Forgetting the password to your computer account is an unpleasant experience. It’s definitely no fun to have your own computer thumb its proverbial nose at you and tell you it’s not going to let you in to get your own files. If this happens to you, take a deep breath. You might recover from this. Here are the steps to try, in order of preference:
1. If you created a password reset disk, as described earlier in the chapter in the section “Before You Forget Your Password,” you’re in good shape. Follow the instructions in the next section, “Using a Password Reset Disk.”
2. If you are a member of a domain network, contact the network administrator to have him or her reset your password. The administrator might be able to recover any encrypted files you created.
3. Log on as a Computer Administrator user and use the User Accounts control panel to change your primary account’s password.
4. If you don’t remember the password to any Administrator account, or you can’t find someone else who does, you’re in big trouble. Programs are available that can break into Windows and reset one of the Computer Administrator account’s passwords. It’s a gamble—there’s a chance these programs might blow out your Windows installation. Still, if you’re in this situation, you probably will want to risk it.
Here are some programs you might look into:
• Windows Key (www.lostpassword.com) creates a Linux boot disk, which pokes through your NTFS disk volume, finds the Windows security Registry file, and replaces the administrator’s password so that you can reboot and log on.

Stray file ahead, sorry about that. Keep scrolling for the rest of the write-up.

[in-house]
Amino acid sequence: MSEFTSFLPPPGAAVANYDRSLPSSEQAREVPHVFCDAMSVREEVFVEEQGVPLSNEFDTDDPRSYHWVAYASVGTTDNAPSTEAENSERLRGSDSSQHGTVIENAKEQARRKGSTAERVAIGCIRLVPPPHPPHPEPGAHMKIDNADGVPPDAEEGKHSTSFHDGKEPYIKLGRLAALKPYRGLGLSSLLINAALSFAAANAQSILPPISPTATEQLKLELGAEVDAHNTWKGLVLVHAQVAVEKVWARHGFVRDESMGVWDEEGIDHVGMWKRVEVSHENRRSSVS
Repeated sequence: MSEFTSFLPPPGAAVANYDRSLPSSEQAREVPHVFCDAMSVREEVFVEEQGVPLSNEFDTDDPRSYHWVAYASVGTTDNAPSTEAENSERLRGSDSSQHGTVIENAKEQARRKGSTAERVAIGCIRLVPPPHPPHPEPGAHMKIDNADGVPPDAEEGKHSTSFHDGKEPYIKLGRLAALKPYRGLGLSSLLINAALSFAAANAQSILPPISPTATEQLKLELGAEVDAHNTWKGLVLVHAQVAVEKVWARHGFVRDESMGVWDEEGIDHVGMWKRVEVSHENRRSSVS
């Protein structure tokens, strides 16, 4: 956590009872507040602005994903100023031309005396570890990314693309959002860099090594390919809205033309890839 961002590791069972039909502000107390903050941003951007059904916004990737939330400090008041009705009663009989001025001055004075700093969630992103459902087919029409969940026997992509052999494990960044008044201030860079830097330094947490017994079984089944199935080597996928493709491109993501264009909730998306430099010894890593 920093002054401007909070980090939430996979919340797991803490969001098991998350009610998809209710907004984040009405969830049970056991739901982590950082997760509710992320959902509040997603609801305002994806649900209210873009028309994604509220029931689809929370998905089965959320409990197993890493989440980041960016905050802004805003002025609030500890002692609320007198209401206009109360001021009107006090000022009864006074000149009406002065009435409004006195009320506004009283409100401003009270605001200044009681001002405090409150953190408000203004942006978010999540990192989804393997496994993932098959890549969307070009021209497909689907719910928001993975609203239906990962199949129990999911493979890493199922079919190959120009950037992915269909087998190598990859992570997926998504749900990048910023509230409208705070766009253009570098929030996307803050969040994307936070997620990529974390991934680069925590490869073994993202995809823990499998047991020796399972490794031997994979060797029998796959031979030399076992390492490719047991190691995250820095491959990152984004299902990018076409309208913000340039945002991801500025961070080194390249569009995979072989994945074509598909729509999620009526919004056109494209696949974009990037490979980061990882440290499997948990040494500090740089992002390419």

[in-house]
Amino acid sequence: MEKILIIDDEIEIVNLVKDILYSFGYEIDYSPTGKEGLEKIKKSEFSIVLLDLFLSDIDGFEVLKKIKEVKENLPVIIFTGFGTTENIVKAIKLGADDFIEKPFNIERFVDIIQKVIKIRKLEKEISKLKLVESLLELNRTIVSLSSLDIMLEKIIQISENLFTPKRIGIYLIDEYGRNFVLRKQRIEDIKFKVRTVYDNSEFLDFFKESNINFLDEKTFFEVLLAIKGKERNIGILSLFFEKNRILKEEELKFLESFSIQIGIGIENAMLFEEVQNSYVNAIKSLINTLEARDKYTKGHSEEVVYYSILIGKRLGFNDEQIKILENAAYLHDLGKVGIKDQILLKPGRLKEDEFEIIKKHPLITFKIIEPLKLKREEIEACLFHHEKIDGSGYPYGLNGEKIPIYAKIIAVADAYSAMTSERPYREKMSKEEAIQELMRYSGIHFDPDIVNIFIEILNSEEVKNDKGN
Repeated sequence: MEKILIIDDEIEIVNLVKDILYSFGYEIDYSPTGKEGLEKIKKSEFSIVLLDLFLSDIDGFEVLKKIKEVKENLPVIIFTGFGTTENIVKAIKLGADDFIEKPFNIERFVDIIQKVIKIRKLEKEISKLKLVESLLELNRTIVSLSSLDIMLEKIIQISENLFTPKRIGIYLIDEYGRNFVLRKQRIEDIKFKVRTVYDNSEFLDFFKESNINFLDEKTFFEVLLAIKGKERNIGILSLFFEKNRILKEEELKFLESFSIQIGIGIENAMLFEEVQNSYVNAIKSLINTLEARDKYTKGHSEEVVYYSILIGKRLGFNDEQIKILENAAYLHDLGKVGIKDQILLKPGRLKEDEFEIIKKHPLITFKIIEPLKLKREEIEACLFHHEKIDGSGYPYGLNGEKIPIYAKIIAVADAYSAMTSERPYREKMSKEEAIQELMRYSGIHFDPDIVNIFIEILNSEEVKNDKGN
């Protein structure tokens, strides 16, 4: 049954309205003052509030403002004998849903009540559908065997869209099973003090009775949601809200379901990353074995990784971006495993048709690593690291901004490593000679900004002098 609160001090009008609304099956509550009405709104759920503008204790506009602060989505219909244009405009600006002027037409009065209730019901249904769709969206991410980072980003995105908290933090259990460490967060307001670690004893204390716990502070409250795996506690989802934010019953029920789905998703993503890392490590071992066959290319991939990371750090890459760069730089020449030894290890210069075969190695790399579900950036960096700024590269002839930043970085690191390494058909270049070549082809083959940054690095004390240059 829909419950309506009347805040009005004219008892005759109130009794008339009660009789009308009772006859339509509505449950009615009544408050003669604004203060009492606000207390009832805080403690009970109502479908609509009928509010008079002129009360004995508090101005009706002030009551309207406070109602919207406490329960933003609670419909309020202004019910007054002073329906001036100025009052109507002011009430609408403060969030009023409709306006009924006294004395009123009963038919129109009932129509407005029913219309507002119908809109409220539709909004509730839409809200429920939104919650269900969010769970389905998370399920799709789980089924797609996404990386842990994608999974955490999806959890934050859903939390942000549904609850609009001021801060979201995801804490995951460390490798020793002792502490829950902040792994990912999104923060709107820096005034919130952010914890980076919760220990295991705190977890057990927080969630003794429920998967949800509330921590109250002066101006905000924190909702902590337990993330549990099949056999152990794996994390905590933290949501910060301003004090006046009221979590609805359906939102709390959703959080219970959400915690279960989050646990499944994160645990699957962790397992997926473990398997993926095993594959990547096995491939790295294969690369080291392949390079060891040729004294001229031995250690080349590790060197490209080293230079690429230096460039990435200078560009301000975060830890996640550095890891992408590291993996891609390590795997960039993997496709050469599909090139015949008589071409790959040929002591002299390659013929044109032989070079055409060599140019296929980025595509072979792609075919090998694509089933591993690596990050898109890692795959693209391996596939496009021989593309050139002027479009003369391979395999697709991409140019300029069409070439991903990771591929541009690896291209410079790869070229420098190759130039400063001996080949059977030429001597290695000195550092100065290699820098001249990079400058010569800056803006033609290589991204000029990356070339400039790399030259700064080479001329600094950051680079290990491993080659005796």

• Active@ Password Changer (www.passwordchanger.com) works on a similar principle, booting up in Free-DOS from a CD or floppy disk. The program finds the security Registry file on your Windows installation and deletes the password from selected accounts.
• There are several free password-reset programs that you can download from the Internet. The ones we tested did not work with Windows 7 or Vista, and we found that some of them didn’t even work on earlier versions of Windows as they claimed to. We’d try to get one of the for-sale products if possible and would attempt a free program only if we were really desperate.
5. If you need to retrieve only files, you can remove the hard drive and install it in another Windows 7, Vista, XP, or Windows 2000 computer as a secondary drive. Boot it up, log on as an Administrator, and browse into the added drive. You probably need to take ownership of the drive’s files to read them. (If the hard drive is encrypted with BitLocker, this technique won’t work either).
6. If you get this far and are still stuck, things are pretty grim. You’ll need to reinstall Windows using the Clean Install option, which will erase all your user settings. Then, as an Administrator, you can browse into the \Users folder to retrieve files from the old user account folders. Again, you’ll need to take ownership of the files before you can give yourself permission to view or copy them.
If you are not a member of a domain network, you can avoid all this by creating a password reset disk ahead of time.
If you have to resort to option number three (logging on as an administrator and changing your primary account’s password), you will lose any stored website passwords linked to your account and, worse, any files that you encrypted using Windows file encryption (a feature found on Windows 7 Professional, Enterprise, and Ultimate only). There will be absolutely no way to recover the encrypted files.
The existence of such programs that allow you to reset passwords should raise your eyebrows. The fact is that with physical possession of your computer, people can get into it. However, these break-in tools won’t work if your hard drive is encrypted with BitLocker, a feature available in the Enterprise and Ultimate editions.
Source of Information : UE Microsoft Windows in Depth (09-2009)
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